When President last met with Saudi King Abdullah in November, Saleh informed him that he hates rule, and compared ruling Yemen to wearing dirty shoes. Abdullah smiled and replied, “Then take them off,” referring to Saleh to step dowm from power. Saleh stood in silence finally knowing that everyone was fed up with his lies and dirty tricks, even his closest allies.
In less than a month, the fruits of the Yemeni revolution will be felt, as Saleh will no longer be President of Yemen.
Being forced to leave the country, deeply inside Saleh knows he was degraded.
He is not expected to come back to Yemen anytime soon, as Yemenis will continue demanding his prosecution as long as he lives.
Though he received the immunity he long seeked, it means nothing in front of the international law.
Families of over 1500 youth activists killed during the Yemeni revolution have not forgave him, and to them, justice must prevail.
Three years ago, during the peak of Saleh’s power, no one ever thought that he would be leaving in such a way.
However, Saleh still had some luck on his side, compared to the Arab rulers who were forced out of power last year.
One ruler was killed, the other in living in exile, while another was imprisoned.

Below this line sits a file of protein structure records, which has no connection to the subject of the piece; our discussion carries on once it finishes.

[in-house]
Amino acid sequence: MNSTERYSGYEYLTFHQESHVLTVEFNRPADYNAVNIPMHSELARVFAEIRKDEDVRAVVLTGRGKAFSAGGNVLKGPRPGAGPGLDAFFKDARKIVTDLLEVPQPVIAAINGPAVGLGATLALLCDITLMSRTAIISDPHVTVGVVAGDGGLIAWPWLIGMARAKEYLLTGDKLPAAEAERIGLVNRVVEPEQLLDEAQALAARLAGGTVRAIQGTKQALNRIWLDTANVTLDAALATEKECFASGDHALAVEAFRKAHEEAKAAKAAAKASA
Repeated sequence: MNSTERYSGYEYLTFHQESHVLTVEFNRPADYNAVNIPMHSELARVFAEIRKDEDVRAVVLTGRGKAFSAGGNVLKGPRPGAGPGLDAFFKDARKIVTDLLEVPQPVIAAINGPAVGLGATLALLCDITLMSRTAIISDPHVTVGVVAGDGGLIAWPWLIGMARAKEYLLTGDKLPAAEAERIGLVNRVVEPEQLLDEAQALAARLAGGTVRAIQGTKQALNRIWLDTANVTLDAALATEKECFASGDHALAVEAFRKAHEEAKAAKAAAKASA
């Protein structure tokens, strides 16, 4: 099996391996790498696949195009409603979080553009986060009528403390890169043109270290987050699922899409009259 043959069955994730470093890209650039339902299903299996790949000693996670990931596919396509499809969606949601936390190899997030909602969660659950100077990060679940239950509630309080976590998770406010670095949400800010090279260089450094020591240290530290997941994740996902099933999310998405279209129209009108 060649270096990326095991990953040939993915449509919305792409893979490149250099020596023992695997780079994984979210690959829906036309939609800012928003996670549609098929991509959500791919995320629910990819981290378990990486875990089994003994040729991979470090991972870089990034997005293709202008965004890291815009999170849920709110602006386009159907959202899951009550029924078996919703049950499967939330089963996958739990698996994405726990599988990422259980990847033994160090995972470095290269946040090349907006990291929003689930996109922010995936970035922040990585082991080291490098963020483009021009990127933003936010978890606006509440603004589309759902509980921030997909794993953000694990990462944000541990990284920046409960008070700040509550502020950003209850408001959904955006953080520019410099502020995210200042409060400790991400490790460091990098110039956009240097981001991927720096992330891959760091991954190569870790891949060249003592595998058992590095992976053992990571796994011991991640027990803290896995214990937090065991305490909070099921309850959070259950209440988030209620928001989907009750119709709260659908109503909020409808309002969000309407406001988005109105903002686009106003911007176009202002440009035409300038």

Saleh spent billions in gathering allies, handed towns over to al-Qaeda, stood behind sectarian violence in the north, punished Yemenis with one hour a day of electricity, doubled prices of almost everything, and even pushed separatists in the south to revolt, but in the end, he leaves power hopeless.
This teaches us all a lesson; no one should underestimate the power of the people.
Let’s just hope Saleh does not create problems for Yemen while living in exile. In the end, Saleh only knows how to damage and not build.
We hope he gives this country a chance to see light after a dark 33 year era.
ABOUT Yemen Post Publisher & Chief Editor:
Hakim Almasmari is an American journalist and Middle East expert based in Sana'a, Yemen. His work has appeared for many of the worlds top media outlets including The Wall Street Journal, CNN, Washington Post, AlJazeera, Fox News, The Guardian, The National, USA Today among numerous others. He has also worked with some of the world’s top organizations. Reporting out of Yemen for nearly eight years, he is the current editor in chief for the Yemen Post. He is a university lecturer in the field of international media and also studied business and law. Considered one of the top experts on Yemen, Almasmari has closely worked with international strategic centers and think tanks helping them better understand Yemen. He is a frequent guest on many international TV outlets discussing current local and international affairs. Almasmari's ancestors are from Yemen, and was born in Detroit, Michigan, USA. His mother tongue is English and is fluent in Arabic.